Last week Italian social media was boiling with rage. A sacred dogma had been violated. A recipe for a one-pot carbonara appeared on a French website, complete with a video showing bow tie pasta (shock and horror, they even replaced the spaghetti) being simmered with pancetta and onions. This Gallic version of ‘carbó’, even called for creme fraiche to be added at the end, together with a rather mean sprinkling of Parmesan.
For Italians, this was tantamount to an offence to their national pride. Millions of my countrymen viewed the clip, leaving thousands of comments ranging from the mocking to the outraged. With calls such as “You already have the Mona Lisa, leave the carbonara alone”, even the Italian prime minister was asked to dive into the debate. But why all this fuss for just a recipe?
Because you need to understand that we Italians, despite being renowned for our creativity and knack for invention in many a field from design to engineering, when it comes to food we are staunchly dogmatic. Even something as simple as a pasta with courgette has a recipe that shouldn’t be messed with. Having been living abroad for almost half of my life, I am ambivalent towards this. While on the one hand I think a one-pot carbonara is just a ill thought ‘porcheria’, I am also convinced that recipes should be constantly evolving. Availability of certain ingredients, tastes, trends and influences: all these things change and they should be reflected in the way we cook.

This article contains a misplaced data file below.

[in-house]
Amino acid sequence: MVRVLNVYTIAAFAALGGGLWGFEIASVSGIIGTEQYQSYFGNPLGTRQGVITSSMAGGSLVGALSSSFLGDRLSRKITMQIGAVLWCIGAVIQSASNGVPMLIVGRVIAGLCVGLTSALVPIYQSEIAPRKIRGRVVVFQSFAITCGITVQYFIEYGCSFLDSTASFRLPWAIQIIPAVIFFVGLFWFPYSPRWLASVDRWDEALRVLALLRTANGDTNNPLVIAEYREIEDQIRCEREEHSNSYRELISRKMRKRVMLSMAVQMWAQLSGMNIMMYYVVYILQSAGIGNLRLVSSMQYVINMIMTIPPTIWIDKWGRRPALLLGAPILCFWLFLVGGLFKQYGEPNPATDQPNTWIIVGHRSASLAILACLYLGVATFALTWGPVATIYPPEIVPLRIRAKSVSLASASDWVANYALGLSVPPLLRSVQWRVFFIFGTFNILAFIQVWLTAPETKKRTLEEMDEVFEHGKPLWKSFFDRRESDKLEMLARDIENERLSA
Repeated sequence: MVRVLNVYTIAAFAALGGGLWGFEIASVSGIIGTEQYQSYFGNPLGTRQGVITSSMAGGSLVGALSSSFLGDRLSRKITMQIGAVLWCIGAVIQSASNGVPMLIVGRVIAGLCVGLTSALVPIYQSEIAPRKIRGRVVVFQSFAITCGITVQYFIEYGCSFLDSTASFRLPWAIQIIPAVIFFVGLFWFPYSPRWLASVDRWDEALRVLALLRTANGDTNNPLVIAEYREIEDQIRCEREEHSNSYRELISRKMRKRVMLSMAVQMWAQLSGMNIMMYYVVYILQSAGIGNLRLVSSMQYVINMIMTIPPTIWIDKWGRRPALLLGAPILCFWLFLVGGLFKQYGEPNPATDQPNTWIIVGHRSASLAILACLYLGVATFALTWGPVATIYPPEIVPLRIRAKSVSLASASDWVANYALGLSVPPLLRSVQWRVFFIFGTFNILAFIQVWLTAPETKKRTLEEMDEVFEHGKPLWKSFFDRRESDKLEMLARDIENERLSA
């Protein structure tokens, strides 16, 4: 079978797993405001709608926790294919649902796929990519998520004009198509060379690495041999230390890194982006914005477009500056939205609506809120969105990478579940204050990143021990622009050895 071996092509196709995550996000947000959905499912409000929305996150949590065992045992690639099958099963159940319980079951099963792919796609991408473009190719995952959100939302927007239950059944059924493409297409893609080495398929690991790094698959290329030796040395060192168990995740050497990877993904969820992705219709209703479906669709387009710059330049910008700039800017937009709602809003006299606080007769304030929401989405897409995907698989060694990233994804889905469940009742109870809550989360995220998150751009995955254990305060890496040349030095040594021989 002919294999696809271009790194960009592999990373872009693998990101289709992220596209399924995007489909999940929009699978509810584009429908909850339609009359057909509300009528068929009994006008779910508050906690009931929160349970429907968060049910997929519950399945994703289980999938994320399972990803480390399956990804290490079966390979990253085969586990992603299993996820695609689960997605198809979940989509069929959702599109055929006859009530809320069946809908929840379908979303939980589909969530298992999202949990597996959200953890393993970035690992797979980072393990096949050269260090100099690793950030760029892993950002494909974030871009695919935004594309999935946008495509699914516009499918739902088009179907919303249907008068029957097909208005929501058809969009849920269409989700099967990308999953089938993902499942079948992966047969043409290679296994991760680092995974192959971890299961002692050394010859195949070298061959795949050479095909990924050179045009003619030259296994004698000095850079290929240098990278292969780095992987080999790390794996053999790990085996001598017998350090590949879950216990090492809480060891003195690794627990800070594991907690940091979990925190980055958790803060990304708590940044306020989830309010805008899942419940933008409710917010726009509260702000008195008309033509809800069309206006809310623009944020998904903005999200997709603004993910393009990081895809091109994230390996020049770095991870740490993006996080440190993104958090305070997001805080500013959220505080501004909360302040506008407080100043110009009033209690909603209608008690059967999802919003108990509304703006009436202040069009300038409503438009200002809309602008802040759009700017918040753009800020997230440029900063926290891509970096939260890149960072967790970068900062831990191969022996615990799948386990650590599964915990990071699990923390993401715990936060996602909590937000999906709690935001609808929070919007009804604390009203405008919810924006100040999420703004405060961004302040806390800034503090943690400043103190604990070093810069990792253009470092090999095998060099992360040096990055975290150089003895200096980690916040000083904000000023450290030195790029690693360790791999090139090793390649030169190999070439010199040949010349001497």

My rule generally is: if it’s simple and it works, don’t change it. The Holy Trinity of soffritto – onion, carrot and celery – will always be preserved. But for slightly more complex dishes, I like to add, substitute and exchange ingredients, often intrigued by the result.
This aversion to change is, I think, a symptom of our Italian society: our cuisine is dogmatic as much as we Italians refuse to evolve. Living abroad and away from the granitic obstacles my home country keeps on placing on its path to progress, I can see how this is hindering our growth as a society.
We refuse to acknowledge what’s happening beyond our borders and we deny our fate, much in the same way we wouldn’t accept cumin as a spice to add to lasagne, or dried porcini in a pasta e fagioli. Anything that is different, or even worse, foreign, is to be despised. The Italian way, the old recipe, is always best.
I am not sure when exactly we became this rigid. I really don’t think that peasants two centuries ago would have been so particular about how to cook their trippa or finanziera. They just got on with it, and many of our best recipes came from the need to make something good out of very little.
I think that instead of being so hung up on the technical minutiae of a recipe, Italians should spend more of their efforts in showing other countries why their dishes work so well, shining a light on those subtle alchemies of taste that turn a simple dish into an epic one.
If we had done this, the French would have never come up with bow ties and creme fraiche in a carbonara. Why? Because as every Italian knows, all the magic of this dish is in how the fresh egg hugs and curdles on the long strands of pasta. And this is always the case, even if you enjoy a final shave of allspice more than the traditional black pepper.